Lithuania's Capital City Is Seating Mannequins at Empty Restaurant Tables

The displays feature clothing from local designers.

vilnius restaurant fashion display mannequin lithuania
Go Vilnius

Back in April, the mayor of Vilnius, Lithuania, announced plans to open up some of the city's public spaces for al fresco dining, allowing restaurants to have "outdoor cafés" in locations such as Cathedral Square. Now, as the country has eased restrictions on restaurants, cafés, and bars and allowed them to operate indoors (with social distancing measures), the capital city has come up with another creative solution—turning the empty restaurant tables into fashion displays.

Per an announcement from Go Vilnius, the city's tourism agency, local restaurants and fashion designers have teamed up to showcase "this season's fashion" on mannequins placed at the empty tables. The pieces come from 19 different boutiques, featuring work from local brands and designers; a few dozen restaurants and cafés in the city's Old Town Glass Quarter are currently involved.

vilnius restaurant mannequins
Courtesy of Go Vilnius

"Empty tables inside our restaurant look rather odd, and we don't have any way to remove them," local restaurant owner Bernie Ter Braak said in a statement. "Therefore, we decided to reach out to our neighbors, fashion boutique stores, and invited them to use our empty tables to showcase their newest collections. The news spread, and well-known designers joined this project, which keeps gaining interest across the city."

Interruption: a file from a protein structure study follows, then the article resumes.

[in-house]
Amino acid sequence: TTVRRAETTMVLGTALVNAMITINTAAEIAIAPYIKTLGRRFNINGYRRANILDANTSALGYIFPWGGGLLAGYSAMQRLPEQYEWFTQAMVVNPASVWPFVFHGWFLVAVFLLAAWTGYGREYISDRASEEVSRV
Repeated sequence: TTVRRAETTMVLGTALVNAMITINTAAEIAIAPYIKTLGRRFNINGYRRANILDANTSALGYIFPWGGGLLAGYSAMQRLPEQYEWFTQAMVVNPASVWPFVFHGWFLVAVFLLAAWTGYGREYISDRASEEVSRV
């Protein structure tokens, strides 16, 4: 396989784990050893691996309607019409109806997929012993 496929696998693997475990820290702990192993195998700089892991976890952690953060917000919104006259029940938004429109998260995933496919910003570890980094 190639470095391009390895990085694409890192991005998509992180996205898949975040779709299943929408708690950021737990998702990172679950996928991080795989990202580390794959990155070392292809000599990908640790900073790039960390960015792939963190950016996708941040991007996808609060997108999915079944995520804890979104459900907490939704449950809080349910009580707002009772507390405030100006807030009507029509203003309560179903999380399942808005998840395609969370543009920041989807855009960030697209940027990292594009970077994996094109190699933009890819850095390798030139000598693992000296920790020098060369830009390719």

At each display, diners will find information about the products, as well as where they can buy them, too. So far, over 60 mannequins have been placed at the unused indoor tables. The collaboration is expected to run through the end of May.

The city isn't the only one filling its empty seats with mannequins, either. When the Inn at Little Washington, the only three-starred Michelin restaurant in the D.C. area, reopens for dinner on May 29, "theatrically dressed" mannequins will be placed at empty tables. Since the restaurant needed to solve the problem of social distancing and reducing its occupancy by half, chef Patrick O'Connell said the solution seemed obvious, and would "allow plenty of space between real guests and elicit a few smiles and provide some fun photo ops."

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